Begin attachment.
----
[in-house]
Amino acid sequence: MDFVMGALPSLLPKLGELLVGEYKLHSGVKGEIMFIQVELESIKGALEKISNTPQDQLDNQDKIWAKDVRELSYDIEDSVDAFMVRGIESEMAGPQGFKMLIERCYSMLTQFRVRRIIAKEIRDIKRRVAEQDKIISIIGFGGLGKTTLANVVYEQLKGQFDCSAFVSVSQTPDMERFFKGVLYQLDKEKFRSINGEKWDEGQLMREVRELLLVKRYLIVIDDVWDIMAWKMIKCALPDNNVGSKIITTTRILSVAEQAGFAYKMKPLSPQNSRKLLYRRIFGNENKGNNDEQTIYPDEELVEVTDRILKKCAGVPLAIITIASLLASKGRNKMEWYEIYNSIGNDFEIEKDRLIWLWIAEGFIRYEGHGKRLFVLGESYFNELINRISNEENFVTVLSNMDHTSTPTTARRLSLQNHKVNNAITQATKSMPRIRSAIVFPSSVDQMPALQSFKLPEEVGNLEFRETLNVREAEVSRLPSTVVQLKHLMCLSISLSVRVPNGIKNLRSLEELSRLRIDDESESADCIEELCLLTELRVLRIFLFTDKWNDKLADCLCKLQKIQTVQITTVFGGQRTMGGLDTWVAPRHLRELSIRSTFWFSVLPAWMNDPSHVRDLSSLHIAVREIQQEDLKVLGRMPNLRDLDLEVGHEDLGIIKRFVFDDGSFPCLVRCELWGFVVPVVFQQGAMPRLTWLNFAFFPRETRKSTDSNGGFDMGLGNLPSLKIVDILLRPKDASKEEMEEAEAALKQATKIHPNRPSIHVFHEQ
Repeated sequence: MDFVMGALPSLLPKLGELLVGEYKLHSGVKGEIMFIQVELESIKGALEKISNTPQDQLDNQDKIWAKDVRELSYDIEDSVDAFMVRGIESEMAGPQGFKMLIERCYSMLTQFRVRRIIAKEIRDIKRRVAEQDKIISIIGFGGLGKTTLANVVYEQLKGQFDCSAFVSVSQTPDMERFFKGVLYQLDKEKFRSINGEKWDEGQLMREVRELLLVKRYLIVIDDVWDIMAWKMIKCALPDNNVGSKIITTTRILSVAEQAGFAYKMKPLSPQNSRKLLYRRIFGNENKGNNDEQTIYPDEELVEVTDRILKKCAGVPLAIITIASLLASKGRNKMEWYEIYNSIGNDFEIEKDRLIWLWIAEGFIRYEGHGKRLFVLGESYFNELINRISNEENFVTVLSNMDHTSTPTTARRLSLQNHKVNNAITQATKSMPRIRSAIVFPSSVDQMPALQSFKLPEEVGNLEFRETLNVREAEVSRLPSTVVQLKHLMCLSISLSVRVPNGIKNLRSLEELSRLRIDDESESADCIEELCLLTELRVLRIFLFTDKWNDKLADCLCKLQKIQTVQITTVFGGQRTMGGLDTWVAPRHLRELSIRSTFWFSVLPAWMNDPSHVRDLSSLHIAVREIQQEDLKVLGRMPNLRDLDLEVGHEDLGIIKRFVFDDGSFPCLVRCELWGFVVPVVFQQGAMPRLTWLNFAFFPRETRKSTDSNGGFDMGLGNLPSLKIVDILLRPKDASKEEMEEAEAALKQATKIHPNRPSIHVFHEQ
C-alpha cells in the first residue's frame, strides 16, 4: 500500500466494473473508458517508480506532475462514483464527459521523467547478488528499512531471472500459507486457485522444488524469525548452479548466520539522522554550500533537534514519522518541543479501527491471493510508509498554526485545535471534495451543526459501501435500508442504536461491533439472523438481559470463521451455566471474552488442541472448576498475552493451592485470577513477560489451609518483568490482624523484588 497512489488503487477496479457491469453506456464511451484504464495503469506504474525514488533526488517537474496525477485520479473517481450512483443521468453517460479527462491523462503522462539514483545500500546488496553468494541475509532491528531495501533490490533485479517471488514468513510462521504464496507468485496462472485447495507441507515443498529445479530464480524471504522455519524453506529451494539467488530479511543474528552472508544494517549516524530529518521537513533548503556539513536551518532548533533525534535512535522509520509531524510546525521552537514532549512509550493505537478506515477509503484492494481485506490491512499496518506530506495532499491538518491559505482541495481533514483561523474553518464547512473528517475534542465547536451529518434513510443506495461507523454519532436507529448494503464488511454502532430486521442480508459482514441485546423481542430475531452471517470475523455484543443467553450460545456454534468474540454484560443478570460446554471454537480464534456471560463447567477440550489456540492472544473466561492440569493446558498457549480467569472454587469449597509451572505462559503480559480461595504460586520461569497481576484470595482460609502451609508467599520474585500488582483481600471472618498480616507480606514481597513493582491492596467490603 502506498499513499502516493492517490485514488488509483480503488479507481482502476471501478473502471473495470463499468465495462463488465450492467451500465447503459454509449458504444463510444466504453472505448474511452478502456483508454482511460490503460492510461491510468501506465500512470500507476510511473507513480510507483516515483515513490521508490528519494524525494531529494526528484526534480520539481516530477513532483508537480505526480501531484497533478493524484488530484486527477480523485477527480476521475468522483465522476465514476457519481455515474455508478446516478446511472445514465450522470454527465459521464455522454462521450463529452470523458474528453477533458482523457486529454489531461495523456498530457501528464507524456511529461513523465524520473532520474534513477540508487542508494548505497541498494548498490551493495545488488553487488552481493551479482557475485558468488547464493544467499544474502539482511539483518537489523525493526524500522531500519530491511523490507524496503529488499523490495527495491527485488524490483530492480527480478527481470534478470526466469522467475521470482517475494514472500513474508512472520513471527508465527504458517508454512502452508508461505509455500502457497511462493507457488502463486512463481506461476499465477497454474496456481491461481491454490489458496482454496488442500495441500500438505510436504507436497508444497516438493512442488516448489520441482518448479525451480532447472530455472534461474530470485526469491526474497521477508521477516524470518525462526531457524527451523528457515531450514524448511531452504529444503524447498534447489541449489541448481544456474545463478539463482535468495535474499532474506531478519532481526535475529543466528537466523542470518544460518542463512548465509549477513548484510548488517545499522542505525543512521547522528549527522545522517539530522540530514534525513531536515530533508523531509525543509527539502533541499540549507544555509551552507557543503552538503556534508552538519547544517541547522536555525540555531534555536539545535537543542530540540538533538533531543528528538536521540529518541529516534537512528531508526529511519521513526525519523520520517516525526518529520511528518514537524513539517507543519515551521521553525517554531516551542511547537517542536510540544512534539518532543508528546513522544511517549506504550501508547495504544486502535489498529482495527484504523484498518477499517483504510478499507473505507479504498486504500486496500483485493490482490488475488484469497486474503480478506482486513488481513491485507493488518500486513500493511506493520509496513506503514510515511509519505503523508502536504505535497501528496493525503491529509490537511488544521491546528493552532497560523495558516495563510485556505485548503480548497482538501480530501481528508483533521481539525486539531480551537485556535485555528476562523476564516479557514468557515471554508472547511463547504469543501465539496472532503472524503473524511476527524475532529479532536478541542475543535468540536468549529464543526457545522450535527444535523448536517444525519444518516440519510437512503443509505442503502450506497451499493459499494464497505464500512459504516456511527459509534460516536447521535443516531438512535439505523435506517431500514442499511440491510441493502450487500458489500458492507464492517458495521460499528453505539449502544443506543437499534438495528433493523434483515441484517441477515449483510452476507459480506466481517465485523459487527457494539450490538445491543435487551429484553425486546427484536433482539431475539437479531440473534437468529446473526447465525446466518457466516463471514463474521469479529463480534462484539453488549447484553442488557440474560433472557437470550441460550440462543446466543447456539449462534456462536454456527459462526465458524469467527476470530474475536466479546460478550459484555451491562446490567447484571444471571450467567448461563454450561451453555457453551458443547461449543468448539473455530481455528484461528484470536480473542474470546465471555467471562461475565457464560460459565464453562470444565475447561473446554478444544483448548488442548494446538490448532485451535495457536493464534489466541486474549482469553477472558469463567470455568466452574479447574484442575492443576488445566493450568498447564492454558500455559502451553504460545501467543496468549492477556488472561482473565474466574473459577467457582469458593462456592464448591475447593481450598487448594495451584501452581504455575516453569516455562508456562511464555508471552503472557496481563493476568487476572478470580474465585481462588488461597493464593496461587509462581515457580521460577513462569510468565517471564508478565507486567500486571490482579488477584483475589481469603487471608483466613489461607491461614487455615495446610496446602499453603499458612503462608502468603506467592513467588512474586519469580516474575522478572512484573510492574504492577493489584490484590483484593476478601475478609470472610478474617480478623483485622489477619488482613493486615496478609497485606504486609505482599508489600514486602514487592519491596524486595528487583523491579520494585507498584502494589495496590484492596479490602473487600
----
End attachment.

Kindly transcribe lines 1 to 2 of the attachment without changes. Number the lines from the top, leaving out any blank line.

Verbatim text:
[in-house]
Amino acid sequence: MDFVMGALPSLLPKLGELLVGEYKLHSGVKGEIMFIQVELESIKGALEKISNTPQDQLDNQDKIWAKDVRELSYDIEDSVDAFMVRGIESEMAGPQGFKMLIERCYSMLTQFRVRRIIAKEIRDIKRRVAEQDKIISIIGFGGLGKTTLANVVYEQLKGQFDCSAFVSVSQTPDMERFFKGVLYQLDKEKFRSINGEKWDEGQLMREVRELLLVKRYLIVIDDVWDIMAWKMIKCALPDNNVGSKIITTTRILSVAEQAGFAYKMKPLSPQNSRKLLYRRIFGNENKGNNDEQTIYPDEELVEVTDRILKKCAGVPLAIITIASLLASKGRNKMEWYEIYNSIGNDFEIEKDRLIWLWIAEGFIRYEGHGKRLFVLGESYFNELINRISNEENFVTVLSNMDHTSTPTTARRLSLQNHKVNNAITQATKSMPRIRSAIVFPSSVDQMPALQSFKLPEEVGNLEFRETLNVREAEVSRLPSTVVQLKHLMCLSISLSVRVPNGIKNLRSLEELSRLRIDDESESADCIEELCLLTELRVLRIFLFTDKWNDKLADCLCKLQKIQTVQITTVFGGQRTMGGLDTWVAPRHLRELSIRSTFWFSVLPAWMNDPSHVRDLSSLHIAVREIQQEDLKVLGRMPNLRDLDLEVGHEDLGIIKRFVFDDGSFPCLVRCELWGFVVPVVFQQGAMPRLTWLNFAFFPRETRKSTDSNGGFDMGLGNLPSLKIVDILLRPKDASKEEMEEAEAALKQATKIHPNRPSIHVFHEQ